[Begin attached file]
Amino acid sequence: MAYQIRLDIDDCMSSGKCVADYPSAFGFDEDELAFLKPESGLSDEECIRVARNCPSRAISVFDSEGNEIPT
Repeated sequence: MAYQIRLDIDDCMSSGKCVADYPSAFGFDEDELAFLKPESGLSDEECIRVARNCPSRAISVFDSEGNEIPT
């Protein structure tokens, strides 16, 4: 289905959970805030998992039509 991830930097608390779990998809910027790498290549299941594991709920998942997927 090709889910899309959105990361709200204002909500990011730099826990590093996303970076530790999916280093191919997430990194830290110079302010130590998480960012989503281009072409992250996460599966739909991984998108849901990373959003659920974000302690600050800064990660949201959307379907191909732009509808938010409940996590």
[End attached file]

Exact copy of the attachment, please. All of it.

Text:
Amino acid sequence: MAYQIRLDIDDCMSSGKCVADYPSAFGFDEDELAFLKPESGLSDEECIRVARNCPSRAISVFDSEGNEIPT
Repeated sequence: MAYQIRLDIDDCMSSGKCVADYPSAFGFDEDELAFLKPESGLSDEECIRVARNCPSRAISVFDSEGNEIPT
């Protein structure tokens, strides 16, 4: 289905959970805030998992039509 991830930097608390779990998809910027790498290549299941594991709920998942997927 090709889910899309959105990361709200204002909500990011730099826990590093996303970076530790999916280093191919997430990194830290110079302010130590998480960012989503281009072409992250996460599966739909991984998108849901990373959003659920974000302690600050800064990660949201959307379907191909732009509808938010409940996590």